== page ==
The fault is not so much a moral failing as a failure to be complete or whole or substantial. In Hamlet’s soliloquy one is torn with whether to be or not to be. Is it nobler to suffer the slings and arrows of a punishing conscience or to find rest in death? As with the children’s story, “The Missing Piece,” in which a large circle, missing a pie shaped wedge, goes looking for what is missing, what keeps one rolling along is an aching search for filling in what is absent. The felt lack of being and the compulsion to attain it through endlessly running the maze of accusation is an unbearable form of life. It is death dealing, the drive to death, in Freud and Lacan’s depiction. Lacan is darker than Freud in that he acknowledges that there is no cure but only the possibility of momentary survival. The only way of filling in the missing piece is through death and then one will have achieved the perfect circle of nothingness that constituted his drive in life. Whatever the form of the taunt of this obscene superego, I am convinced it is precisely not morality but immorality and evil (a true banality).

To confuse this punishing superego with the voice of God makes of religion the greatest possible evil as division, dialectic, and antagonism constitute the religion. There is a “Missing Piece Christianity” in which the true Jesus is hidden, the real kingdom is elsewhere, the final reality transcends us, and the true self alludes us.  The entire impetus is to find the truth “behind the text” in a higher critical analysis. The Constantinian divide separates us from access to the Kingdom, the Augustinian divide with its Neo-Platonism separates reality and experience, and the Anselmian/Calvinist divide posits an ongoing separation within the self. “Oh I’m looking for my missing piece looking for my missing Jesus, the missing Kingdom, the missing self, the missing life.”  There is a gap between us and God or within God himself and every effort is expended to close the divide. This accounts for major versions of the faith but is most clearly attached to notions of total depravity, penal substitution, and depictions of life as endless struggle with sin.  Rather than the religion healing, delivering, saving, it is geared more toward condemning, devaluing, traumatizing, and ultimately consuming life in mental illness mistaken for the faith of the New Testament.

The first step in any cure will mean ridding oneself of this God so that abandoning religion, for many, is the only alternative short of suicide. But as Slavoj Žižek has pointed out, atheism per se is not an answer as there are many authorities and stand-ins for the role of this perverse superego God. The lack in human life becomes the power that controls and orders life and perverse religion accentuates an already existing problem. What is ultimately lacking, as examination of Romans 7 indicates, is life itself, as giving oneself to the pursuit of life through the conscience or through the law is a kind of living death (Paul’s “law of sin and death”) on the order of the death drive. Theology often repeats the story of the missing piece and accentuates or even constitutes elements of the disease.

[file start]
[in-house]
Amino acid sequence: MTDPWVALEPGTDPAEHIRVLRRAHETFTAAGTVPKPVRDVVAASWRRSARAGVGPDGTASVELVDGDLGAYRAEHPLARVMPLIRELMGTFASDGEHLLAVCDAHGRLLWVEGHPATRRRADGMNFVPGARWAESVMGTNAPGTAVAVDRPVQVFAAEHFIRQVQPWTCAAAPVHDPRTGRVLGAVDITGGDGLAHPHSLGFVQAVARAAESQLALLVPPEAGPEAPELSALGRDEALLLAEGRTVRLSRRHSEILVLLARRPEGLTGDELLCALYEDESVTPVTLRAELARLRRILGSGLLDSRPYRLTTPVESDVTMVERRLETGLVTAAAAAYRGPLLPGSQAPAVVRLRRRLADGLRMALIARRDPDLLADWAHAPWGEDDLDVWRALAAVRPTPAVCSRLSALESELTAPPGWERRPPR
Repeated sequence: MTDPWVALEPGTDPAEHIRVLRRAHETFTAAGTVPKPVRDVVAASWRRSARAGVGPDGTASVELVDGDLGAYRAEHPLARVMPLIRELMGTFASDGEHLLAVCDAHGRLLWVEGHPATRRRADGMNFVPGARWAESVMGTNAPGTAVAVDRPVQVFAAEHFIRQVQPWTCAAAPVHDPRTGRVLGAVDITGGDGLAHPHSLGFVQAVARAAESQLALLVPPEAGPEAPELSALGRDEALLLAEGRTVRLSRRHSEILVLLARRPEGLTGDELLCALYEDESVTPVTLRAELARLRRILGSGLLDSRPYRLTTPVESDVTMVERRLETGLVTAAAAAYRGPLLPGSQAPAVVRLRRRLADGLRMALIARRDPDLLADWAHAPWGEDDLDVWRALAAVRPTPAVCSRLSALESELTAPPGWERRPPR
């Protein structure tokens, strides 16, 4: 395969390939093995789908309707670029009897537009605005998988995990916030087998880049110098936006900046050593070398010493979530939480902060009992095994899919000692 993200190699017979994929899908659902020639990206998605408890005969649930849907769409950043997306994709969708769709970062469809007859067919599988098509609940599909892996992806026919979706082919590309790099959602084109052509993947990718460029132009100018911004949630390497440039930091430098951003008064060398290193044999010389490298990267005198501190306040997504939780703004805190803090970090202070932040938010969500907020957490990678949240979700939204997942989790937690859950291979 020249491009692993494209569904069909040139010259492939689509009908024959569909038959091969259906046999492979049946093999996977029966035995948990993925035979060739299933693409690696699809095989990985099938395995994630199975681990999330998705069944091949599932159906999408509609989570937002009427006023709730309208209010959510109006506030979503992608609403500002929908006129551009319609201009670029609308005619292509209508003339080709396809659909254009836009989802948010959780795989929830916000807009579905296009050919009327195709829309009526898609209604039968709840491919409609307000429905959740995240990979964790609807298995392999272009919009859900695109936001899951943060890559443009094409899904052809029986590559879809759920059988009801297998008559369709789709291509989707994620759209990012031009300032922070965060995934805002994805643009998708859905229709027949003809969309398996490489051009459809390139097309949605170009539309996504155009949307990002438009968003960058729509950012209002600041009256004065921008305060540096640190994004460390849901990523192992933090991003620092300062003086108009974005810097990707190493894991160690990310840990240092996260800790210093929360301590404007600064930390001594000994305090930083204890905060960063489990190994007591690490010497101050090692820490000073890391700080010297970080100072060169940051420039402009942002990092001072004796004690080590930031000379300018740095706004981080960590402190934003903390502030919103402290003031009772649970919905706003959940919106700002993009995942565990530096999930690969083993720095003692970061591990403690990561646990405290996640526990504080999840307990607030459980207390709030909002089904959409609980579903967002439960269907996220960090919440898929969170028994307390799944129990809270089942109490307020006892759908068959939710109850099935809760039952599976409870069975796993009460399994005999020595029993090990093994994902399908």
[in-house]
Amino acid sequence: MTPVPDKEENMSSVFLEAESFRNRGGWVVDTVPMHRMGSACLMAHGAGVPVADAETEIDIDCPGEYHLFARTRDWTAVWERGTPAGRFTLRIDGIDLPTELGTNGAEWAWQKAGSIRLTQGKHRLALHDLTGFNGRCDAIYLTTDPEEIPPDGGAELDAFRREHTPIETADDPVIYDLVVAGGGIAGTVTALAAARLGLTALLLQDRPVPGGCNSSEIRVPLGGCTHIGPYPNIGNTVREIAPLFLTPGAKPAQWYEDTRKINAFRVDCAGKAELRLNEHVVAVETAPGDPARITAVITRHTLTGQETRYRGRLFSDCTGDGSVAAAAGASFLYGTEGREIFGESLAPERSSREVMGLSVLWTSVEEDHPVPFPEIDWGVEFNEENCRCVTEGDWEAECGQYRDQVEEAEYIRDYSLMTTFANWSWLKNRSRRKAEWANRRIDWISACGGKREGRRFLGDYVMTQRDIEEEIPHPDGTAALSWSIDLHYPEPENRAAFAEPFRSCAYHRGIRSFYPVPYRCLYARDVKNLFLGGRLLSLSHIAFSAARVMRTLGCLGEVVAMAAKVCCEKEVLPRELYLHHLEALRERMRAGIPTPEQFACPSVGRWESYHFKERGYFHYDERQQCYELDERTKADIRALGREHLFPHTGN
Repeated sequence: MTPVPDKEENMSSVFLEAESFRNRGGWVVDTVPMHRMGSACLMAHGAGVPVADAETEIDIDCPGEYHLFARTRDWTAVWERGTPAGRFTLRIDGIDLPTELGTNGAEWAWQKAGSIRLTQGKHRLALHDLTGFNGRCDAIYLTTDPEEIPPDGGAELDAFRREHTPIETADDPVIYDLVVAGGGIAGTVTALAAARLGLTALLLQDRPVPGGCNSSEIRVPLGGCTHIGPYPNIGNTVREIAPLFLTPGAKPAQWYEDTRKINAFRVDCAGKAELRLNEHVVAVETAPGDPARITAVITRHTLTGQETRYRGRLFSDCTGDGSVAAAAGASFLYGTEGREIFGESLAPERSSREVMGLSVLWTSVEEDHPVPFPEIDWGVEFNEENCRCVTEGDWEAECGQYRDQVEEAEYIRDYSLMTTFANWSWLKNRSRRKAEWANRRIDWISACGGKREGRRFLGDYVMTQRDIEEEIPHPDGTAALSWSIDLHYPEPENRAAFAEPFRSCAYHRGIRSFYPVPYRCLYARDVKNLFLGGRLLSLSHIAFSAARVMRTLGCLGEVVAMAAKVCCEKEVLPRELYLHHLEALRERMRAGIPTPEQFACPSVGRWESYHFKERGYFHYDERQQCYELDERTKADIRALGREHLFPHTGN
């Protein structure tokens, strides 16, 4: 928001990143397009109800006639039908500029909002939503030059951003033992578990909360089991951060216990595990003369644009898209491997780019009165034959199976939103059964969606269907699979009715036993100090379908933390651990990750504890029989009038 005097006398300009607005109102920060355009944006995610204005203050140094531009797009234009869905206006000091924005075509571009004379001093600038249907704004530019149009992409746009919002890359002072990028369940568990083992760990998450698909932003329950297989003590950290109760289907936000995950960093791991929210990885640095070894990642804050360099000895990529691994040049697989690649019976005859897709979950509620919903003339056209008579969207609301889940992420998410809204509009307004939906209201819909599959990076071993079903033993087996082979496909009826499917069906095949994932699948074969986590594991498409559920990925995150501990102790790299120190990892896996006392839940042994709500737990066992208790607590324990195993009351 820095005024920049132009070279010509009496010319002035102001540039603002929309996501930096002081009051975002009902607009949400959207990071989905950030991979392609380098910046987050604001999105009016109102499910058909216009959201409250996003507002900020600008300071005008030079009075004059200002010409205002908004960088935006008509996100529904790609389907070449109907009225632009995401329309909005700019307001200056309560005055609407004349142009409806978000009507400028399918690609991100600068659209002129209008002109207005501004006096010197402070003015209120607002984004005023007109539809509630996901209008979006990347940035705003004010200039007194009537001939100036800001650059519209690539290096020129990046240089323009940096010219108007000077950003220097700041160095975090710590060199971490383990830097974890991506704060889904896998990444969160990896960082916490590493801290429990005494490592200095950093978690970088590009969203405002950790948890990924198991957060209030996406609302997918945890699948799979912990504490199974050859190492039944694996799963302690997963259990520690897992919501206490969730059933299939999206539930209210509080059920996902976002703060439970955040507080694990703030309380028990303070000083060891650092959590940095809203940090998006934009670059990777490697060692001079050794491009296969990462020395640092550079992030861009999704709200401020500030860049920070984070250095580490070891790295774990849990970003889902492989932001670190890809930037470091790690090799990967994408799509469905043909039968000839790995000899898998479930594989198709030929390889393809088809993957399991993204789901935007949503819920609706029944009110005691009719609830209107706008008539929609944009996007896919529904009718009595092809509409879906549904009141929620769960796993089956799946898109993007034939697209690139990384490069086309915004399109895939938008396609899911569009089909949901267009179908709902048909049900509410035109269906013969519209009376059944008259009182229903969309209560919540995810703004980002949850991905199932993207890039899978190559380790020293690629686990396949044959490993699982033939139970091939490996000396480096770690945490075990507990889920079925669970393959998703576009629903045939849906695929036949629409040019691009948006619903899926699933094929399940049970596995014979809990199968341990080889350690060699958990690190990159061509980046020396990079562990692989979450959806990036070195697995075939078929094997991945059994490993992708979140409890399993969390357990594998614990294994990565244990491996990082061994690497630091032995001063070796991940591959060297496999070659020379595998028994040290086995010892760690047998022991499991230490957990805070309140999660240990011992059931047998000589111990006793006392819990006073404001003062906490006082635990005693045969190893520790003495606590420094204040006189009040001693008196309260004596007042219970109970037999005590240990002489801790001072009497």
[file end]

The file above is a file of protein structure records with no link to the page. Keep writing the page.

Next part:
The key note to Freudian psychology shared with biblical Christianity is to recognize that conscience (the sinful orientation to the law) or the superego does not provide access to the truth about ourselves but obscures, deludes, and deceives in regard to self-knowledge. The guilt (Freud calls it unconscious guilt) that weighs us down and which is accentuated and formalized by perverse religion is that which obscures the truth. The law of sickness, sin, and death, functions in the unconscious (obscured by a lie) so as to produce a punishing self-consciousness.  

To imagine this deluded punishment is a necessity enacted by God and fulfilled in Christ is to reify the human disease as religion and to make of the cross the culminating point of the disease. Death as cure, punishment as divine necessity, trauma as healing, confounds the cure and the disease and it is precisely this confounded religion that is traumatizing so many. The great mental struggle is to nail this thing down, to get a handle on it and throttle it, as if it is an objective reality. The moment of supreme objectification, Jesus reduced to the objective body on the cross, is made to support a notion of salvation which takes death to be salvific. If the body of Christ is the empirical bearer of necessary punishment, Christians are made to revel in his death like those at the foot of the cross, fascinated by the torture that duplicates and satisfies their own pain. God himself is at war with himself and this somehow matches and legitimates inner suffering and turmoil. Here the cross is the sign that God himself is the origin of the human disease.